While 2.74 million Americans have mild to moderate hearing loss1  80% choose not to seek a solution2.

Studies show that it is an average of 10 years before some people may even take action3 to do something about their hearing loss. However, no one should have to miss out on those chance-in-a-lifetime moments because of a hearing challenge.

Don't let the stigma of finding a solution hold you back.

Imagine being told in your 40s that you're experience significant hearing loss? That’s how Jill Quick began her journey. When her hearing care professional suggested hearing aids, she resisted. “I’m not afraid; but  I don't want it to affect my active life", Jill admitted at the time. 

According to Jill, when people imagine hearing aids, they think about something their grandparents used to wear: a bulky device that had to be adjusted with screwdriver and screws. “Once I got acquainted to how technology has changed the hearing aid industry, I was blown away. It’s changing in such a positive way for people who have hearing loss."

Jill shared she wished she hadn’t been “on the fence” in the beginning about wearing hearing aids. “Life is too short not to hear things,” she said. “Once you can hear, you can start to become ‘you’ again.”

Pete Martinez denied his hearing loss for the longest time, even though his friends and family encouraged him to get his hearing tested. As a music teacher, he assumed his students were mumbling and that other people were not speaking up -- that’s why he couldn’t hear them. “It became increasingly hard to be effective in the classroom and affected my engagement with students."

At the same time, Pete's love of theatre musicals and concerts was being affected too. At one particular show, he couldn’t hear the dialog as well as he used to. “It was awful,” he said. “My hearing loss started downgrading my life, and I felt like it was not like what it used to be.”

When he decided it was time for hearing aids, everything changed. “It was like all of a sudden more colors came up into my vision,” said Pete. “I didn’t realize how much hearing loss isolated me until I actually did something about it. I realized how much I missed."

Laury Hallgren put off getting hearing aids for years. Besides not wanting to wear something on her ears,  she also didn’t want to spend the money. 

Not investing in her hearing meant she couldn’t invest in strengthening relationships with colleagues, friends and loved ones. “I couldn’t hear people talk and I really wanted to hear people talk. I wanted that connection and I missed it,” Laury added. “So, it was worth the financial investment.”

Having hearing aids has made socializing so much easier for Laury. "My whole outlook on life expanded," she shared. "I'm trying new activities and putting myself out there to meet new people more now than I have been in years. It's fun to do different activities. Having the hearing aids has been a great experience and I would suggest it."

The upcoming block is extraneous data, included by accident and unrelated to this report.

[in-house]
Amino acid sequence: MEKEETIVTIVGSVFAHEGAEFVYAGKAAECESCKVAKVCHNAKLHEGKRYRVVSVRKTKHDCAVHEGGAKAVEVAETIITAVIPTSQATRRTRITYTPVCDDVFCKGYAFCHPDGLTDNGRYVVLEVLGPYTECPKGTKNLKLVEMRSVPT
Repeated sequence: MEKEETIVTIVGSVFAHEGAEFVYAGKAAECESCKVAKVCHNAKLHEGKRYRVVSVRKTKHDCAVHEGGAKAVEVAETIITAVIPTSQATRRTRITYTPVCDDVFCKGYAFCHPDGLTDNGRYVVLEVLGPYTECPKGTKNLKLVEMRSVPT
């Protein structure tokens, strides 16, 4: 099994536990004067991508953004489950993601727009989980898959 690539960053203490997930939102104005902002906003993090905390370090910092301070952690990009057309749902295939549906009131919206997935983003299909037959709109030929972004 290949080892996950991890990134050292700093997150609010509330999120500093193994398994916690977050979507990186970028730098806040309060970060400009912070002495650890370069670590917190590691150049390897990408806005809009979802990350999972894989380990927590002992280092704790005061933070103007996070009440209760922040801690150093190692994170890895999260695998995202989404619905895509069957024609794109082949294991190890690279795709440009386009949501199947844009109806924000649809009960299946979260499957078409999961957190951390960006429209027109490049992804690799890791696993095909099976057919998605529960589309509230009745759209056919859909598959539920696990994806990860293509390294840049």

Arlene Halpenny always had an active social life – traveling, cooking, working and going out with friends. But when her hearing started to decline, Arlene began to pull back. 

"I got to the point where I would just say, 'Oh, I'm busy,' or, 'I can't make it,' because I didn't want to be put in a situation where I couldn't hear, so I wasn't enjoying anything," Arlene lamented. "People with hearing loss know you can't converse with people, so why would you go? You appear to be non-intelligent, you make odd statements, or you repeat what someone just said, it can be an embarrassing situation."

Since she’s been fit with hearing aids, Arlene is able to reclaim her social life. “I say yes to everything. It's changed everything I do and it doesn't prohibit me from participating in anything in life. My hearing aids have given me my life back."

Hearing loss is more common than you think, but don’t let the stigmas of finding a solution hold you back. There are options available. So, if you find yourself missing the everyday moments, you’re probably missing the special moments, too. You’re worth enjoying life to its fullest!


1. Prevalence of Hearing Loss by Severity in the United States; Adele M Goman, Frank R Lin. American Journal of Public Health,  2016.

2. Untreated Hearing Loss in Adults—A Growing National Epidemic. Anne L. Oyler, AuD, CCC-A.  American Speech-Language-Hearing Association (ASHA). 2012

3. MarkeTrak 10: Hearing aids in an era of disruption and DTC/OTC devices;  Powers TA, Rogin CM. Hearing Review. 2019;26(8):12-20.

4. Addressing Estimated Hearing Loss in Adults in 2060. Adele M. Goman, PhD1,2; Nicholas S. Reed, AuD1,2; Frank R. Lin, MD, PhD1,2,3. JAMA Otolaryngol Head Neck Surg. 2017;143(7):733-734